An important part of membership in a union is to have a place to turn to when something goes bad at work.
Unlike HR or your advisor, the union exists to advocate on your behalf. This can be a safety concern,
suspicion of harassment or discrimination, or anything that might not be right. In general, you are covered
by Federal and Provincial Labor law, AND by your
collective bargaining agreement.
Even if you
are unfamiliar or unsure, you can easily contact someone at the union about your situation.
In case of any issue in the workplace, the best approach is to first contact our executives, namely the president, VP and treasurer or our H&S representative (contact us) for specific issues related to Health and Safety in the workplace. The President and VP are happy to meet also in person and to engage discreetly and privately with your concerns. (Discussing does not constitute any formal action on your behalf.) We can also count on the precious help of our PSAC Regional Representative (Anne-Marie Grondin email: firstname.lastname@example.org). Our Representative is knowledgeable about common workplace issues and conflicts and she can help you understand your situation and what might be done further. This is her job, and part of why we pay dues to PSAC.
With specific regards to safety issues, the Union has a seat on the Joint Health and Safety Committee at Carleton, and safety issues can also be directed to our seated member (see the executive list). Though beyond specific conditions on the part of the person presenting the issue, any health and safety issues will probably be coordinated with Caroline and PSAC, as PSAC employs experts in workplace health and safety.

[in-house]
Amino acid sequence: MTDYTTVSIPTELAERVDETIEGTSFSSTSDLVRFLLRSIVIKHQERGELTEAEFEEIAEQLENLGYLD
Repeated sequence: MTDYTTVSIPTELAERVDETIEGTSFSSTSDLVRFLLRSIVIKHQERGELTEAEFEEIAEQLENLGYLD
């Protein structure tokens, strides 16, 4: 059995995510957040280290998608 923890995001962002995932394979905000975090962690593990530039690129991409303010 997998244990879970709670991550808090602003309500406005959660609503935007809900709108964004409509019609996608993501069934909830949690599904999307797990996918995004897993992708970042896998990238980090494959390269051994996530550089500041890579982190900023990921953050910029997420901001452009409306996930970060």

What have unions done for us lately?
Besides advancing the interests of workers in the workplace, unions are commonly credited for such universal gains as weekends, lunch breaks, overtime pay, parental and sick leaves, pensions, and higher wages. Less commonly known are multiple ways unions improve workplace and social conditions. Here are just a few more recent PSAC examples:
- PSAC members participated in the first pan-Canadian research survey assessing the impacts of domestic violence in the workplace. This is the first research of its kind in Canada. Results will help establish proactive practices in the workplace. PSAC is breaking ground by negotiating leave provisions for victims of domestic violence in a number of workplaces.
- PSAC won an important victory in the courts for parents on shiftwork struggling to accommodate child care duties. The Federal Court of Appeal judged it is the employer’s duty to accommodate family obligations.
- PSAC members are working to change mental health provisions in the workplace through collective bargaining. A recent proposal supports the recommendations contained in the National Standard for Psychological Health and Safety in the Workplace.
Why did we unionize?
Unionized workers make fairer wages on average than non-unionized workers, as showcased in 2014 research undertaken by the Canadian Labour Congress
You can read for yourselves why our predecessors, the Carleton University Postdoctoral Association, sought to unionize in 2008
As Postdocs, we are also part of a global movement looking for salaries, benefits, job security, and advancement opportunities that reflect our qualifications.
Postdocs across North America are seeking to do the same through unionization.
Every 4 years, the Canadian Association of Postdoctoral Scholars (CAPS) surveys Postdoctoral Fellows in Canada. The 2016 survey results highlights that Canadian Postdocs:
- Earn significantly less than Postdocs in other countries
- Are dissatisfied with career options in 50% of cases
- Continue to experience problems with Visa and work permits over the length of their tenure
- Are not offered salary increments based on their experience